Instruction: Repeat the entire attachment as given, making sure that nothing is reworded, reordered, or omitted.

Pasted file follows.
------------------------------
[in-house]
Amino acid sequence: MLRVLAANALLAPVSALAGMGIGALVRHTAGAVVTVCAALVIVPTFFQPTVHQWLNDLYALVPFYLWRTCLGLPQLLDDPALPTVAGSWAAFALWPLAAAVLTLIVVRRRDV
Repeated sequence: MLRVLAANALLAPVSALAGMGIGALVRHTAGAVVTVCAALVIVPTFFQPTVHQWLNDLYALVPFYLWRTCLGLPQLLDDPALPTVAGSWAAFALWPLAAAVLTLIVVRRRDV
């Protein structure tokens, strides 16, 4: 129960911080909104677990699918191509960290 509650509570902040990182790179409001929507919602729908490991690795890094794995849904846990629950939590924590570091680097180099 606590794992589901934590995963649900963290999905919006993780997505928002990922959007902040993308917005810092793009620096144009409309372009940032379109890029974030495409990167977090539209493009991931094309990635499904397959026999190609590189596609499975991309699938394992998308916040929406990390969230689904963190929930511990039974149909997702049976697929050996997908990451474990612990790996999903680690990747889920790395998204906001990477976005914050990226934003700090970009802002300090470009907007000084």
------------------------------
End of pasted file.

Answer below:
[in-house]
Amino acid sequence: MLRVLAANALLAPVSALAGMGIGALVRHTAGAVVTVCAALVIVPTFFQPTVHQWLNDLYALVPFYLWRTCLGLPQLLDDPALPTVAGSWAAFALWPLAAAVLTLIVVRRRDV
Repeated sequence: MLRVLAANALLAPVSALAGMGIGALVRHTAGAVVTVCAALVIVPTFFQPTVHQWLNDLYALVPFYLWRTCLGLPQLLDDPALPTVAGSWAAFALWPLAAAVLTLIVVRRRDV
């Protein structure tokens, strides 16, 4: 129960911080909104677990699918191509960290 509650509570902040990182790179409001929507919602729908490991690795890094794995849904846990629950939590924590570091680097180099 606590794992589901934590995963649900963290999905919006993780997505928002990922959007902040993308917005810092793009620096144009409309372009940032379109890029974030495409990167977090539209493009991931094309990635499904397959026999190609590189596609499975991309699938394992998308916040929406990390969230689904963190929930511990039974149909997702049976697929050996997908990451474990612990790996999903680690990747889920790395998204906001990477976005914050990226934003700090970009802002300090470009907007000084």